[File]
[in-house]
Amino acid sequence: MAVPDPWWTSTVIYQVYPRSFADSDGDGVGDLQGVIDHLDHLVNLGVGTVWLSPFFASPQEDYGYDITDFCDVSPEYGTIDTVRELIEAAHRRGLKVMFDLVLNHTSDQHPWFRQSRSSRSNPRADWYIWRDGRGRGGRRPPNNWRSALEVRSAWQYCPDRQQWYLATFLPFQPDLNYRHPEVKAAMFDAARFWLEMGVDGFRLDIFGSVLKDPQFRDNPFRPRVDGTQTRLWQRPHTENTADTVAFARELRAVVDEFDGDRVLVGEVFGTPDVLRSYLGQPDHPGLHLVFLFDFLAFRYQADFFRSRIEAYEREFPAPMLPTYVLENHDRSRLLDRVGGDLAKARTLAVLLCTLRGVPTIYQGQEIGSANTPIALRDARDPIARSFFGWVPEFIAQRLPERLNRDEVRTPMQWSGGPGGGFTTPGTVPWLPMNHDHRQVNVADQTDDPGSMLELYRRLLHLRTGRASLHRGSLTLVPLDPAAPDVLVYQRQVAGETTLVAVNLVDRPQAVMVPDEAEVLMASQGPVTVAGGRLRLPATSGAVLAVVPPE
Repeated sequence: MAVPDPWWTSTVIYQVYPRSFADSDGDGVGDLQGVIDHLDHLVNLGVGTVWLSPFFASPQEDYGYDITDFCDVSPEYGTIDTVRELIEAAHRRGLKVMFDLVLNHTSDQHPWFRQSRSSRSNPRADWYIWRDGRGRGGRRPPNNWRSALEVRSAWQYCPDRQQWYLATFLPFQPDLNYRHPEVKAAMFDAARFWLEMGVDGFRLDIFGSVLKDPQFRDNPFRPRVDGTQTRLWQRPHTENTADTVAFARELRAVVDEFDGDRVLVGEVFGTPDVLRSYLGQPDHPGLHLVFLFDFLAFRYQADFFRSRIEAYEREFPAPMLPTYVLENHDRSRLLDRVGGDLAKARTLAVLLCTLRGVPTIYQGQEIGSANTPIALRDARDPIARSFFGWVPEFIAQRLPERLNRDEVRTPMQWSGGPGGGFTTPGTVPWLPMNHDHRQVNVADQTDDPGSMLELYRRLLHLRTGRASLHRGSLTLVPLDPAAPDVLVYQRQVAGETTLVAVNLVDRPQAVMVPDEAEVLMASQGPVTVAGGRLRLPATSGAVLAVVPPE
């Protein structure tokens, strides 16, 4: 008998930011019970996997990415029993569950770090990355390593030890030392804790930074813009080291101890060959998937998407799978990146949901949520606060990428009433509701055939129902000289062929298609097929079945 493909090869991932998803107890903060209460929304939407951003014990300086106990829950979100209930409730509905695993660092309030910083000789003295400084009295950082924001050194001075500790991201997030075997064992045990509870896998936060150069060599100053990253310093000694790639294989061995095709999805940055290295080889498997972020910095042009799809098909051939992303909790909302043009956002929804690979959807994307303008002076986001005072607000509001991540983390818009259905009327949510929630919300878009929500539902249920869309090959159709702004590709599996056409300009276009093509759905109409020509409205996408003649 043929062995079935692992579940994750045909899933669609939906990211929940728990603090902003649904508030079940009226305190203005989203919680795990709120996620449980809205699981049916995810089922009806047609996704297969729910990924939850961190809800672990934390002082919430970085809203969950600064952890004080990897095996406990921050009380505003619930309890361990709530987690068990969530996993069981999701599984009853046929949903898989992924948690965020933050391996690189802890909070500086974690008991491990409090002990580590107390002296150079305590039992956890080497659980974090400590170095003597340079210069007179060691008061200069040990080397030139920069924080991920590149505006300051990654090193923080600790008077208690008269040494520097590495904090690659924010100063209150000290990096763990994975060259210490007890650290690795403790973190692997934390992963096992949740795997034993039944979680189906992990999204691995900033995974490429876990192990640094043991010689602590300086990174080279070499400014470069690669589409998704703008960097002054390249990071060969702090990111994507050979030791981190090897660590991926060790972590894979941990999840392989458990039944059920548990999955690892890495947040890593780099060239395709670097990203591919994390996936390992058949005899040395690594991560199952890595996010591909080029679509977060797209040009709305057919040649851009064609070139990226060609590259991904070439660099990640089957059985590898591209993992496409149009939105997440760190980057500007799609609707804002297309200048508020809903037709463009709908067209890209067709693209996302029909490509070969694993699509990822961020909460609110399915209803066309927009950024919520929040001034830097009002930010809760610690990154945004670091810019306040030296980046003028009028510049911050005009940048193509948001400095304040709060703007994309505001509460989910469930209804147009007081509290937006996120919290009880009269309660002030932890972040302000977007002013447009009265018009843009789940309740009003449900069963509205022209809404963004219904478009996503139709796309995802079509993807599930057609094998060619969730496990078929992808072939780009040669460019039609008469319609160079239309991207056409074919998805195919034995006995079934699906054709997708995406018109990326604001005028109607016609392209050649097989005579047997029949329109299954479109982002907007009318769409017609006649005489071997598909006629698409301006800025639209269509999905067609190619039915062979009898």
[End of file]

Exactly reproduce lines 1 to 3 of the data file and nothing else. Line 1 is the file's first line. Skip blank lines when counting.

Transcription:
[in-house]
Amino acid sequence: MAVPDPWWTSTVIYQVYPRSFADSDGDGVGDLQGVIDHLDHLVNLGVGTVWLSPFFASPQEDYGYDITDFCDVSPEYGTIDTVRELIEAAHRRGLKVMFDLVLNHTSDQHPWFRQSRSSRSNPRADWYIWRDGRGRGGRRPPNNWRSALEVRSAWQYCPDRQQWYLATFLPFQPDLNYRHPEVKAAMFDAARFWLEMGVDGFRLDIFGSVLKDPQFRDNPFRPRVDGTQTRLWQRPHTENTADTVAFARELRAVVDEFDGDRVLVGEVFGTPDVLRSYLGQPDHPGLHLVFLFDFLAFRYQADFFRSRIEAYEREFPAPMLPTYVLENHDRSRLLDRVGGDLAKARTLAVLLCTLRGVPTIYQGQEIGSANTPIALRDARDPIARSFFGWVPEFIAQRLPERLNRDEVRTPMQWSGGPGGGFTTPGTVPWLPMNHDHRQVNVADQTDDPGSMLELYRRLLHLRTGRASLHRGSLTLVPLDPAAPDVLVYQRQVAGETTLVAVNLVDRPQAVMVPDEAEVLMASQGPVTVAGGRLRLPATSGAVLAVVPPE
Repeated sequence: MAVPDPWWTSTVIYQVYPRSFADSDGDGVGDLQGVIDHLDHLVNLGVGTVWLSPFFASPQEDYGYDITDFCDVSPEYGTIDTVRELIEAAHRRGLKVMFDLVLNHTSDQHPWFRQSRSSRSNPRADWYIWRDGRGRGGRRPPNNWRSALEVRSAWQYCPDRQQWYLATFLPFQPDLNYRHPEVKAAMFDAARFWLEMGVDGFRLDIFGSVLKDPQFRDNPFRPRVDGTQTRLWQRPHTENTADTVAFARELRAVVDEFDGDRVLVGEVFGTPDVLRSYLGQPDHPGLHLVFLFDFLAFRYQADFFRSRIEAYEREFPAPMLPTYVLENHDRSRLLDRVGGDLAKARTLAVLLCTLRGVPTIYQGQEIGSANTPIALRDARDPIARSFFGWVPEFIAQRLPERLNRDEVRTPMQWSGGPGGGFTTPGTVPWLPMNHDHRQVNVADQTDDPGSMLELYRRLLHLRTGRASLHRGSLTLVPLDPAAPDVLVYQRQVAGETTLVAVNLVDRPQAVMVPDEAEVLMASQGPVTVAGGRLRLPATSGAVLAVVPPE